Spin and Yuri Suzuki collaborate on Mubi’s atmospheric new ident inspired by 60s cinema
The ident uses an experimental mix of visual and sonic techniques, influenced by a “film about a film”, Henri-George Clouzot’s L’ Enfer.
- 18 August 2021
- Jenny Brewer
- Reading Time
- 3 minutes
Film streaming platform and production company Mubi has worked with Spin studio and Pentagram partner Yuri Suzuki on its new ident, taking visual and sonic inspiration from 60s era cinema techniques. The atmospheric ident takes cues from Henri-George Clouzot’s L’ Enfer (The Inferno, 1964), which itself was influenced by 60s op-artists Victor Vasarely and Jean-Pierre Yvaral, known for using shapes, colours and patterns to create images that look as if they are moving or blurring.
This gave Spin’s Tony Brook and his team a graphic device through which to tell a story of cinema’s evolution. “We loved the idea of making an atmospheric journey that gives a sense of travelling through time, from the beginnings of film in black and white, evolving into glorious colour, from complexity to clarity that ends on Mubi's identity,” says Brook. He adds that the colour palette drew from Wong Kar-wai’s films: “deep, rich, evocative and very beautiful”. The ident experiments with a blend of digital animation, projections and high-end digital cinema cameras.
The soundtrack by Yuri Suzuki similarly uses a mix of techniques, particularly analogue ones such as reel-to-reel tape recorders, musique concrete, string instruments and pen point percussion – literally sound created by drawing dots on a film machine. Suzuki tells It’s Nice That that he aimed to create a sound logo that was “not easy to digest but something intriguing” because he sees Mubi as “adventurous and radical” and supportive of independent film. Mubi creative director Pablo Martin sent Suzuki and his team an image from an early film experiment of L’ Enfer, which Suzuki says reminded him of early musique concrete tape collage artists such as Pierre Henry, and the British Radiophonic workshop’s Delia Derbyshire’s approach to the fabrication of sound with tapes. “The brief became how to create sounds primarily without a computer,” he explains, “organically sampling sound and making melody.”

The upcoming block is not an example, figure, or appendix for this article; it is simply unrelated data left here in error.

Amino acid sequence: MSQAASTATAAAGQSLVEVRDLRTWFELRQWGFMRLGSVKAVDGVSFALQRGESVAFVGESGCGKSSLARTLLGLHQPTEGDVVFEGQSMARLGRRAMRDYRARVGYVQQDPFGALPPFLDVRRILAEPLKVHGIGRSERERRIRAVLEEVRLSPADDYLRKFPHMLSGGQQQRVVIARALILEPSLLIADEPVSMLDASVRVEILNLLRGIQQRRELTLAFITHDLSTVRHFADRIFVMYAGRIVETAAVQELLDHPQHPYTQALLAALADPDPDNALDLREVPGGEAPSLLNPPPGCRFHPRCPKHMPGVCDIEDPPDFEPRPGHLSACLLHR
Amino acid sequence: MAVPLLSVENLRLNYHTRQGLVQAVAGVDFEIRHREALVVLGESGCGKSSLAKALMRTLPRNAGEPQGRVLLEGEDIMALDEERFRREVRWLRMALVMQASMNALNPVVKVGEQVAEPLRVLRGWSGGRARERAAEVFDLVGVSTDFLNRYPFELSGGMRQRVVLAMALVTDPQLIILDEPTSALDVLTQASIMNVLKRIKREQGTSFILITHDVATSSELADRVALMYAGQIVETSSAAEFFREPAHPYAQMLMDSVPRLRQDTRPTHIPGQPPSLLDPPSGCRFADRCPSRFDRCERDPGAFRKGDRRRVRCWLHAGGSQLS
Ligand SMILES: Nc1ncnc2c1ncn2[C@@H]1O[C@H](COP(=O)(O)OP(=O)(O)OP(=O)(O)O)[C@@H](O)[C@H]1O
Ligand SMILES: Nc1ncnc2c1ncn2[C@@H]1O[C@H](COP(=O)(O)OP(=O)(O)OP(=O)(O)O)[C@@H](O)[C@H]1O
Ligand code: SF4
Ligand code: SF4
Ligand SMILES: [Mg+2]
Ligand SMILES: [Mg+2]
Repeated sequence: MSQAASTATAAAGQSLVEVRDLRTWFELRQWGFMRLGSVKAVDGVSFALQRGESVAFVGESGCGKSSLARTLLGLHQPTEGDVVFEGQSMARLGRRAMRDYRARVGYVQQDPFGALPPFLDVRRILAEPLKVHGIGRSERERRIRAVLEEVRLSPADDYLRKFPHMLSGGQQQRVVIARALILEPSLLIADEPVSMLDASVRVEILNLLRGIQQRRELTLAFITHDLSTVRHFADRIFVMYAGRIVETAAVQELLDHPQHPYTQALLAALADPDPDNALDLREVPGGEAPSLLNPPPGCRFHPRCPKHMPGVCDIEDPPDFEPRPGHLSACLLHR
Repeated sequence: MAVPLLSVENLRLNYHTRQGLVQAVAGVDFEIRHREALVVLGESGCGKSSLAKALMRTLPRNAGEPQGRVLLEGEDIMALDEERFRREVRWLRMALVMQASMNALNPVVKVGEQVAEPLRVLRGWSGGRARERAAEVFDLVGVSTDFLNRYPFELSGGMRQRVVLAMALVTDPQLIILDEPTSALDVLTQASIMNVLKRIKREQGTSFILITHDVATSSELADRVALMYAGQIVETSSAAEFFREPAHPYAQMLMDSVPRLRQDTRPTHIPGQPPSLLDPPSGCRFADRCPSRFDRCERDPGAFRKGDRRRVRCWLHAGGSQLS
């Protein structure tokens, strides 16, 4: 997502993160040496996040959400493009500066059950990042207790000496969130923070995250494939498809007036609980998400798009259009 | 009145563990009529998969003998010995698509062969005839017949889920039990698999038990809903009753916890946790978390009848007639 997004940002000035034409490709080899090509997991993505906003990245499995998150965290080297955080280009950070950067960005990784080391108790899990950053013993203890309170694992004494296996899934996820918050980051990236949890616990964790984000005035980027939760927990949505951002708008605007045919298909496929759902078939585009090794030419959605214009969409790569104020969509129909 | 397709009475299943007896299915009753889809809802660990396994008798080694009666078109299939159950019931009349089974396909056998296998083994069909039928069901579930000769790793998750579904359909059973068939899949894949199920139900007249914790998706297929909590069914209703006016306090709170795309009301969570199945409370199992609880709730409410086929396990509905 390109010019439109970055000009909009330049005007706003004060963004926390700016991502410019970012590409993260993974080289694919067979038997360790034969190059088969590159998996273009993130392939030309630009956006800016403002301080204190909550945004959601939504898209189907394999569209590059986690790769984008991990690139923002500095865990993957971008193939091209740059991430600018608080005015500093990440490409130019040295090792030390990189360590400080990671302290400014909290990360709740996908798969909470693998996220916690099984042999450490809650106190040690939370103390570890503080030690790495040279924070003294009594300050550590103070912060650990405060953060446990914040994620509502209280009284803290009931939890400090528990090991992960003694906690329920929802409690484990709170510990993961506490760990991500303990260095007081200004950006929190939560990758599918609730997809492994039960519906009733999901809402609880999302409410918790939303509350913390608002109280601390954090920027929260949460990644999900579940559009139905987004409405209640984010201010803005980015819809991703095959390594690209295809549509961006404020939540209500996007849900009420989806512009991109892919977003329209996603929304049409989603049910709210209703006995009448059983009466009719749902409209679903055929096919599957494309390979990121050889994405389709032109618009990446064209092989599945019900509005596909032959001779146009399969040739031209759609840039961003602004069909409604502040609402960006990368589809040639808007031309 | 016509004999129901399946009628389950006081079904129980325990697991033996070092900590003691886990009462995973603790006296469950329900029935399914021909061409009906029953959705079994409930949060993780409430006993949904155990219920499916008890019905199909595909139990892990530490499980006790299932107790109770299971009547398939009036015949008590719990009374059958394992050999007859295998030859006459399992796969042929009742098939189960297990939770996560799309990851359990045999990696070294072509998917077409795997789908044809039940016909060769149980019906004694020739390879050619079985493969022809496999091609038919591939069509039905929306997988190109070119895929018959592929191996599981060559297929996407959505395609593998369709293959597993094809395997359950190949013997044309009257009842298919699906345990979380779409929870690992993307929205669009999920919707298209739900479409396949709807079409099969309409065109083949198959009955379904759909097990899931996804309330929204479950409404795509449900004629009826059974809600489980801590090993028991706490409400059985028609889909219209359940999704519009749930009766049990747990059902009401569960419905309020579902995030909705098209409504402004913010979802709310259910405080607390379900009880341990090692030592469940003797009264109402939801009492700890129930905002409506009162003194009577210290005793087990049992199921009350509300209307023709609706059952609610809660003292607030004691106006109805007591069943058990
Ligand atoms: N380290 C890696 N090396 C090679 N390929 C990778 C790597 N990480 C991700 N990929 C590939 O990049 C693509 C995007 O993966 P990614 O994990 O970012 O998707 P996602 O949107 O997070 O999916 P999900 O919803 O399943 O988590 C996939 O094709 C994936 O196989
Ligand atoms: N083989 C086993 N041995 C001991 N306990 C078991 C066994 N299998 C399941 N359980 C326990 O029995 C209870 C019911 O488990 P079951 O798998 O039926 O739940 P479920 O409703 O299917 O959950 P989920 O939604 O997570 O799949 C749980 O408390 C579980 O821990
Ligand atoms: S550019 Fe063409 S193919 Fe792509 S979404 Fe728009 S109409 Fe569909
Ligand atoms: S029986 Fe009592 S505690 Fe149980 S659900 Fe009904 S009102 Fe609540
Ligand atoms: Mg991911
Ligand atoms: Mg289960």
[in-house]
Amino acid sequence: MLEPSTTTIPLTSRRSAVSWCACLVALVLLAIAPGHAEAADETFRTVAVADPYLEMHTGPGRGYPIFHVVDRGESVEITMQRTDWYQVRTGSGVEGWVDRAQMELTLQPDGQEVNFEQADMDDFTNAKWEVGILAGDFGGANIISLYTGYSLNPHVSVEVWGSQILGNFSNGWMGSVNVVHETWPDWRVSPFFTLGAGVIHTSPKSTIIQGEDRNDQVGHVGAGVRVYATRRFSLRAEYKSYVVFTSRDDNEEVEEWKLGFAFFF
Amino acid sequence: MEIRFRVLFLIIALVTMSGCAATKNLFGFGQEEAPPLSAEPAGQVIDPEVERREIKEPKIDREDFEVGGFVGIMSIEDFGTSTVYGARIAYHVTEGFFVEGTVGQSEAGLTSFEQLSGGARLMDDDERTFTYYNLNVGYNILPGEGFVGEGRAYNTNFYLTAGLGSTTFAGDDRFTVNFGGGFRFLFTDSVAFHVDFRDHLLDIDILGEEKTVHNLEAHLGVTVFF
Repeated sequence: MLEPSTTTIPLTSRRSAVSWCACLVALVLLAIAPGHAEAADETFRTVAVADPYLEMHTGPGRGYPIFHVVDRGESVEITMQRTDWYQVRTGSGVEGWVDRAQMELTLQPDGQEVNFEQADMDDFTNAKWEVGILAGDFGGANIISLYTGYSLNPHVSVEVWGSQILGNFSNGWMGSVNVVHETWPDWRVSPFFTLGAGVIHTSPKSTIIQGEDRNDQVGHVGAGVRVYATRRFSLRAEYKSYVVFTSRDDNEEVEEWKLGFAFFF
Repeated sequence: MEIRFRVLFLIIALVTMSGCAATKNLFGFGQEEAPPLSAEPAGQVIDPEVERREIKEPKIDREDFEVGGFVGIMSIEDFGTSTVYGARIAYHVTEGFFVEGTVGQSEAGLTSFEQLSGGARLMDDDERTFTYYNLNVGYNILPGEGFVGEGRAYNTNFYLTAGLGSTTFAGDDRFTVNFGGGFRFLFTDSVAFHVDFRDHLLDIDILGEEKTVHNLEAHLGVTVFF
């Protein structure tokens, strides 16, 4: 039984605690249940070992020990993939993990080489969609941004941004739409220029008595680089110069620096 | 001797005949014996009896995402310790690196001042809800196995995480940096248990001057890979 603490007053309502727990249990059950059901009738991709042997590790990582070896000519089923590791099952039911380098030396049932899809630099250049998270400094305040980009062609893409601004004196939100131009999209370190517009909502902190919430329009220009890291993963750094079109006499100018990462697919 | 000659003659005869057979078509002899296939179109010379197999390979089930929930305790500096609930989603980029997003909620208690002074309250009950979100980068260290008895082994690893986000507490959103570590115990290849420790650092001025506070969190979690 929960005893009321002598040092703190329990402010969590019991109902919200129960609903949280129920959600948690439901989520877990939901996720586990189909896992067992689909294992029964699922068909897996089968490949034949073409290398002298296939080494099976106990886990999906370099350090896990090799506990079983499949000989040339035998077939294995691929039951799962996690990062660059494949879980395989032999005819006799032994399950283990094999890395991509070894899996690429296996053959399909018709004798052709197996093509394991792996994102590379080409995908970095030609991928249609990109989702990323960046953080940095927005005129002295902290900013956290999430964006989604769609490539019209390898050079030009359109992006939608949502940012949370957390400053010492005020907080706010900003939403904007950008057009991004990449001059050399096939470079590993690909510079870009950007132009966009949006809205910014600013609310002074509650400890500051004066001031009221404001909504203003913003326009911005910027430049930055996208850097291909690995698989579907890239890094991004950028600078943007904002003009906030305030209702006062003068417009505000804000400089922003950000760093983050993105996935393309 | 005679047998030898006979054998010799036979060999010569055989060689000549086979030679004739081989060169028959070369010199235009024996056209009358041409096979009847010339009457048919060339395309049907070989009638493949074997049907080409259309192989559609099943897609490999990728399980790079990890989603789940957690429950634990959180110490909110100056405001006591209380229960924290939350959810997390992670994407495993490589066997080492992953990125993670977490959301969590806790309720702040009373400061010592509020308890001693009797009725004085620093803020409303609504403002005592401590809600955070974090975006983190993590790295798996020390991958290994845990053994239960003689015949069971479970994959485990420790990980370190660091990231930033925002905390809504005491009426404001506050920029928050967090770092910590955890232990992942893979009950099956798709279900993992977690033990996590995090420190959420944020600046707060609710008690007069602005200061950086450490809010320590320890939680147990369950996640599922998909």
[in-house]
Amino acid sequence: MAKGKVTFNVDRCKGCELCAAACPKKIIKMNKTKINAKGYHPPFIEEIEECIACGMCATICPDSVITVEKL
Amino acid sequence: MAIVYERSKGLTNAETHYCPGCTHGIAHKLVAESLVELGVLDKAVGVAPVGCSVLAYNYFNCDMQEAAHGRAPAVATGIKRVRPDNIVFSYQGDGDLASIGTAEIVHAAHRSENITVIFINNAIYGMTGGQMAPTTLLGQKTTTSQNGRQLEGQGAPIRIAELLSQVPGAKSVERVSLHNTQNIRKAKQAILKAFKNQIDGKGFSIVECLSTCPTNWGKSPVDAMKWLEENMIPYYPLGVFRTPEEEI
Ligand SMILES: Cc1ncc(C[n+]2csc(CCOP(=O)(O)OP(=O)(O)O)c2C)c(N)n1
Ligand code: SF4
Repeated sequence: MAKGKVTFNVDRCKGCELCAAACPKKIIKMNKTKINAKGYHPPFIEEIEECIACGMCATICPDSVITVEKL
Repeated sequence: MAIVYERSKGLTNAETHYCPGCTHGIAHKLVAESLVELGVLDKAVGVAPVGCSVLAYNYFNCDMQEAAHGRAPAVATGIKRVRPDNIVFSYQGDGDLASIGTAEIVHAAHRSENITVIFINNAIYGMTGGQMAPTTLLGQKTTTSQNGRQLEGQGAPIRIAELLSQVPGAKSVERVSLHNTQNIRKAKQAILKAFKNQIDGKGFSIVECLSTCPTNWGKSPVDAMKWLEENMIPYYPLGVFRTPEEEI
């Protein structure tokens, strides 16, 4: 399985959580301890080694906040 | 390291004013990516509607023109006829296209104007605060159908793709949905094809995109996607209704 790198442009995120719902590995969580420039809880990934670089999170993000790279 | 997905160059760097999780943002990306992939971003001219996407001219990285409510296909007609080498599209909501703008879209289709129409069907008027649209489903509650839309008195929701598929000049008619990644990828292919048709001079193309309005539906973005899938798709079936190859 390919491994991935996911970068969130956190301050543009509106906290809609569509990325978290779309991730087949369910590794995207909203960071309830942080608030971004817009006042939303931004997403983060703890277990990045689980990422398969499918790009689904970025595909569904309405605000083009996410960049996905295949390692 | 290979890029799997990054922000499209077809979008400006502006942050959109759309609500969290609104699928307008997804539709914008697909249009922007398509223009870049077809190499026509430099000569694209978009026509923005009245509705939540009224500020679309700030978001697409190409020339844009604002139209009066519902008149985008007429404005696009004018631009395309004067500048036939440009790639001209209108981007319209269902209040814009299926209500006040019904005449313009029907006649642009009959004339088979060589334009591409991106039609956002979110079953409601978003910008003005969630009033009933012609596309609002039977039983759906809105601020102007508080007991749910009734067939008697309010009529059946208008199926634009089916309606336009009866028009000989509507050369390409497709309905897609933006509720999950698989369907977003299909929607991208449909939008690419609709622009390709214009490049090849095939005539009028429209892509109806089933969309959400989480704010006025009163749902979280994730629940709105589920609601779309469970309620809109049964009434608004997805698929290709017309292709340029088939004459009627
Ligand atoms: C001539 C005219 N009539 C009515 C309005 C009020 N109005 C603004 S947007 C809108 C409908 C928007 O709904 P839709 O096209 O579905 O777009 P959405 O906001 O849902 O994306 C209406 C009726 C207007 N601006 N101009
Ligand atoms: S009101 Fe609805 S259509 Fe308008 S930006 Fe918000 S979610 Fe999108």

This approach influenced the use of pen point percussion, inspired by Norman McLaren, who essentially drew sound manually on to a film soundtrack. So Suzuki and his team bought an old 16mm optical sound reader and began to record their own sound, adding excitement and energy to the track. They also used reel-to-reel tape recorders to “exploit the tonal qualities of tape” which typically adds warmth and grittiness to sound. Tape was cut up and spliced to create a collaged sound, which blends with the melodic string recordings, recorded with some of the best string players in the UK and bringing an emotive and cinematic drama to the soundtrack.
Suzuki explains the melody also reflects Mubi’s logo itself, which comprises seven dots apparently because film is known as the seventh art. “We were inspired by this concept and made a melody based on 7th chords and a 3-3-1 main melody which links to animation well.” As the ident needs to work at various durations, the sonic DNA is designed to “retain one overall mood” at shorter and longer lengths. “This approach is something we call modular sound branding, and through the use of creative arrangements, we are able to tailor the identity to any length.”
Mubi’s previous idents have been made in collaboration with Nicolas Winging Refn (2017), Lucy Raven (2018) and Peter Tscherkassky (2019); in those cases Mubi’s founder and CEO Efe Cakarel says they gave “complete creative freedom”. This time, however, it was Cakarel himself that led the concept to be inspired by L’ Enfer. “The idea of an ident for Mubi inspired by a film about a film is just perfection; it still makes me smile.” From there, he handed the baton to longtime partner Spin and Suzuki “the best sound designer in the world… and the whole thing came together. This is our ‘Leo the Lion’.”
The new ident will be premiered to a public audience at Edinburgh International Film Festival on 21 August.
Spin and Yuri Suzuki: Mubi ident, 30s (Copyright © Mubi, 2021)